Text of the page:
By Siddharth Kevale and Haryana McLimore
(Reuters) – Major retailers in the United States’ long-term revenue policies, launched this year during epidemics, could face significantly higher costs if shoppers decide to repay the record $ 112 billion in gift items purchased during the extended holiday shopping season.
Retailers entered the middle of the supply chain stalemate during the 2021 holiday season, with no shortage of inventory since 1992.
In the United States, many launched Christmas ads in early September to dilute the impact of shipping and labor shortages for more months than the traditional peak shopping days between Thanksgiving and Thanksgiving.
Retailers have also attracted shoppers with “extended” revenue policies. Apple, Sox Fifth Avenue and Nike are among the networks that allow you to return their holiday purchases after 60 or 90 days instead of the business standard 30 days.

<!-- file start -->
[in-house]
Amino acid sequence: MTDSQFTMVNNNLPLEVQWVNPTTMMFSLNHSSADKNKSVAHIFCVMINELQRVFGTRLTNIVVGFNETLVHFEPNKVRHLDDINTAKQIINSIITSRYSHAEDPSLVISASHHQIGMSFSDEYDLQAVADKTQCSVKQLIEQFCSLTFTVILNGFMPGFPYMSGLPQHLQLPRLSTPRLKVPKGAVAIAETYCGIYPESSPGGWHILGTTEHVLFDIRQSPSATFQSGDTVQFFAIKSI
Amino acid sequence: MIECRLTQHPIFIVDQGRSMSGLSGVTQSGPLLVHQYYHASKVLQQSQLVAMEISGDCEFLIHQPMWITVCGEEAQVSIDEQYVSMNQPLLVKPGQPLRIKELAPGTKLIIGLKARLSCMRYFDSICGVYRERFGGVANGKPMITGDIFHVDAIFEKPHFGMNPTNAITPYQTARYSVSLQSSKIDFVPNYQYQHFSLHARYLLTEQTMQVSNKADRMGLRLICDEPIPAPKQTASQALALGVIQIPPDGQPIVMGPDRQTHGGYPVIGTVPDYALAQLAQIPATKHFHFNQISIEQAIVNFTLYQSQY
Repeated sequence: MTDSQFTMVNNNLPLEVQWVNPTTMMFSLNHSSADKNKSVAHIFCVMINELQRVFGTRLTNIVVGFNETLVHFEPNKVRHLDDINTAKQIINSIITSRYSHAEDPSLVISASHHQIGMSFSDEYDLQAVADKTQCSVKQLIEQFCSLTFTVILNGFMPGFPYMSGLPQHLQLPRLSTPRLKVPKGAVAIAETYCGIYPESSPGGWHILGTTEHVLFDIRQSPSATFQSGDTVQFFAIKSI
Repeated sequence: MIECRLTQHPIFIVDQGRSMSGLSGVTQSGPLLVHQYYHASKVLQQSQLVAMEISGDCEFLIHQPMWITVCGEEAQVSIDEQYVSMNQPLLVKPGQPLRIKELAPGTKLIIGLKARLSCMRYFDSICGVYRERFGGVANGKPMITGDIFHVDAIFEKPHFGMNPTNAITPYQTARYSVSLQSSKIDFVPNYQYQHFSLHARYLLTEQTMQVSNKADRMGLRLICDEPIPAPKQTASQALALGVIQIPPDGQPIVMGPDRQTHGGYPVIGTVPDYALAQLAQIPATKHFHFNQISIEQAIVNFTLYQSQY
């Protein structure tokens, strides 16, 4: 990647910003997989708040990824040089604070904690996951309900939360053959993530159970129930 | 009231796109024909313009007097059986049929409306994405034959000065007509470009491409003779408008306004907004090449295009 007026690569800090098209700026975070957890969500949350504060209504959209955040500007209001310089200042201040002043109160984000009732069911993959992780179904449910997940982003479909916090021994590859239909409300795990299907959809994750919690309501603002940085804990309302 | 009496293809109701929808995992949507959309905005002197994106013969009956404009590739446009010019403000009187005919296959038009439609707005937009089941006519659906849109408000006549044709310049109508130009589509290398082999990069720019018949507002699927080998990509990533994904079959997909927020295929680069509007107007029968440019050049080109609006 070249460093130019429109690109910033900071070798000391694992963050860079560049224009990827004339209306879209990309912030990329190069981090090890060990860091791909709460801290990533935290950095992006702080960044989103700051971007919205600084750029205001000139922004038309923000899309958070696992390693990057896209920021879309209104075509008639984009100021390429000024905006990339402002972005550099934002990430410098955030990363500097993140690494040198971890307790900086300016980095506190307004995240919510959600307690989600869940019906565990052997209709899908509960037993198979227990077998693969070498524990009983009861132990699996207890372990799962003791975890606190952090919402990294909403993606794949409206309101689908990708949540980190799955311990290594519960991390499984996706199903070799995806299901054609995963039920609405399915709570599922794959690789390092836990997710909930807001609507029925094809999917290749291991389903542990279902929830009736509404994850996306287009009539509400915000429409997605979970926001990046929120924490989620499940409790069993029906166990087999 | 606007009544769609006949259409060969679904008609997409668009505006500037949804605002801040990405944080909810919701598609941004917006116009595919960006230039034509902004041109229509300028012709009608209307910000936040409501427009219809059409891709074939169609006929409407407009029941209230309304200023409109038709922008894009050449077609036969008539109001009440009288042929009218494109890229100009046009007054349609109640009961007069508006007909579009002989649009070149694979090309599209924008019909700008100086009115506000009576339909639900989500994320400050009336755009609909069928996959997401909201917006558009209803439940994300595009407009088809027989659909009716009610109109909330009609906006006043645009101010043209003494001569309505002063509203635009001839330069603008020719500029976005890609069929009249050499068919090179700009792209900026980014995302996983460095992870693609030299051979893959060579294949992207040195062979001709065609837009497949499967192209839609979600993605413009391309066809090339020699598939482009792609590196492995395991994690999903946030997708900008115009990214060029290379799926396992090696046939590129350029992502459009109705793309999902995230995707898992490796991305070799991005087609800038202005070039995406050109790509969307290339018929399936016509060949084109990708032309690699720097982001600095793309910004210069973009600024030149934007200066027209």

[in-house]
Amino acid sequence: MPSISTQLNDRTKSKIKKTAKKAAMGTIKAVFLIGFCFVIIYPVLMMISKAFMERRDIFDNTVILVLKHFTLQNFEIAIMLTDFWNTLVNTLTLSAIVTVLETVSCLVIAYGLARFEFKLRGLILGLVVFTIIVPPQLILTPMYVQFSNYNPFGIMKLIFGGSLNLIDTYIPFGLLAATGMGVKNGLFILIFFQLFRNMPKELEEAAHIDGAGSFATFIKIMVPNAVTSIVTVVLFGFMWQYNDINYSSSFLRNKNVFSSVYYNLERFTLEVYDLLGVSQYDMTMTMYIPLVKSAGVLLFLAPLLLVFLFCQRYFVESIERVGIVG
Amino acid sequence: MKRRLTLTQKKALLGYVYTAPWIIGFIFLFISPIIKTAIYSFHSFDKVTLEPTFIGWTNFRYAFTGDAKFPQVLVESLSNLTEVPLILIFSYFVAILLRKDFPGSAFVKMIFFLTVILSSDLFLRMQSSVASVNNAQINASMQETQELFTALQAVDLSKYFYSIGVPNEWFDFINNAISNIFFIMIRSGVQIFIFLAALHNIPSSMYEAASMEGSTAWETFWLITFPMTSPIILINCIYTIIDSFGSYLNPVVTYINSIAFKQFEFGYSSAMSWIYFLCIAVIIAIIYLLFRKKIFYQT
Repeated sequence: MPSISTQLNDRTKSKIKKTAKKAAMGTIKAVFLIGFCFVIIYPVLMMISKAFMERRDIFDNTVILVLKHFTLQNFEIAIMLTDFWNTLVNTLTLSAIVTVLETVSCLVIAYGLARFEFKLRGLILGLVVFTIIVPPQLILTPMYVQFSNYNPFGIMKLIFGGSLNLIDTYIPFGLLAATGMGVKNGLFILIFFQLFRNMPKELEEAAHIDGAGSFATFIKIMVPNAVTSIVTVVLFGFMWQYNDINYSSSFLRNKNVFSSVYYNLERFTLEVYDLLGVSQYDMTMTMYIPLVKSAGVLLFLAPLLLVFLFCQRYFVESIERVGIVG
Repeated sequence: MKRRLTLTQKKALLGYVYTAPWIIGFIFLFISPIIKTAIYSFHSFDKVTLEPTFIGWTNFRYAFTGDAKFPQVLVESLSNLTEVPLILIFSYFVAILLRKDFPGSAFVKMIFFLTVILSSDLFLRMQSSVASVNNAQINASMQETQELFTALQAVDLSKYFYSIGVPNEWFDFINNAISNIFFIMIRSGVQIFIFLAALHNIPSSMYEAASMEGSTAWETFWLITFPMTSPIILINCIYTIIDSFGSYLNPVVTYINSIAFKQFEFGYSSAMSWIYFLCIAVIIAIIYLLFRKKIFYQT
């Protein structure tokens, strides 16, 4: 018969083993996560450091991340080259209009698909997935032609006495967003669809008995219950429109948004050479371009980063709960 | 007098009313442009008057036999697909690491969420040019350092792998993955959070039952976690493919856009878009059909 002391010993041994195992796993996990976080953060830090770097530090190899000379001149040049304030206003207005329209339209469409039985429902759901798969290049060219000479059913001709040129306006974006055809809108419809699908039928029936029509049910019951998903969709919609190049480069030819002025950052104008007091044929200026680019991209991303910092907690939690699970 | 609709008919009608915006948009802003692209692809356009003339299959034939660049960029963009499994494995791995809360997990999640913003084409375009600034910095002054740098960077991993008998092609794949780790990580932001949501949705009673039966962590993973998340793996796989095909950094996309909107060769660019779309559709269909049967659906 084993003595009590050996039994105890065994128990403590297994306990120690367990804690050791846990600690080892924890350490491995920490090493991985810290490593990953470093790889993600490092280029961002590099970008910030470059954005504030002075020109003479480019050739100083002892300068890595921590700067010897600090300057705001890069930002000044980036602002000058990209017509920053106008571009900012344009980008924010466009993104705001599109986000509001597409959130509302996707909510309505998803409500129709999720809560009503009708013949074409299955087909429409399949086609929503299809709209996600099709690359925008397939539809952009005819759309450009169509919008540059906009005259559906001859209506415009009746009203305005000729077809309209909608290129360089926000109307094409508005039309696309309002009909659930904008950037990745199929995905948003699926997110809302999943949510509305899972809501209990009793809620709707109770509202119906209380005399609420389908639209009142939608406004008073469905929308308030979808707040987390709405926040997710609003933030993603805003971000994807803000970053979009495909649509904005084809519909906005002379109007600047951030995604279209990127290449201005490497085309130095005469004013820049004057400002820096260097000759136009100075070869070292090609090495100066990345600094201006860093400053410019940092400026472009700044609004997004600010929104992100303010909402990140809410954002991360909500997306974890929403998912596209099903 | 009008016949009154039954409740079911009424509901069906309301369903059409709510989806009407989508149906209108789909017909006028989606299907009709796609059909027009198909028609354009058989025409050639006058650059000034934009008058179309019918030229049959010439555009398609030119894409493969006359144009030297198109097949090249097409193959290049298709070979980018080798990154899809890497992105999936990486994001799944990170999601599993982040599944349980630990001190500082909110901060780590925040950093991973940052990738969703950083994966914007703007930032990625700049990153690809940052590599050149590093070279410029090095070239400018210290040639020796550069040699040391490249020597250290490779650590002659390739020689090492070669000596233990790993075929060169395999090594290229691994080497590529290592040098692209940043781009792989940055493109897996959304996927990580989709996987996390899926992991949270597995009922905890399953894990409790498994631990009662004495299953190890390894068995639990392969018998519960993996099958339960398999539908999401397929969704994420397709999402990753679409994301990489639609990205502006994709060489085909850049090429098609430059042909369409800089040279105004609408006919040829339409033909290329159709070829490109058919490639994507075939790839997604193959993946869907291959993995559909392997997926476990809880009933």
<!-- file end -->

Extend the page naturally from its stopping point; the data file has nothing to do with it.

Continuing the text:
But this extended revenue process, which includes shipping costs, cleaning and re-packaging fees, can weigh on retailers ‘higher costs and companies’ profit margins.
Without the expectation that the disruptions in the global supply chain will subside by at least 2023, the “return” problem will never disappear.
“Returns will be a big part of the focus of the issue over the next two years because the costs associated with operations are expected to affect revenue.
According to P-Stock Solutions, which manages online retail sites for retailers, US buyers are projected to withdraw $ 112-114 billion worth of inventory in the coming weeks. Including Walmart, Costco Wholesale and Best Buy.
In total, B-Stock estimates that about $ 43 to $ 45 billion in revenue will come from products purchased online.
(Siddharth Kevale in Bangalore and Ariana McLimore in New York; Lisa Birdlin Additional Reporting in Los Angeles)
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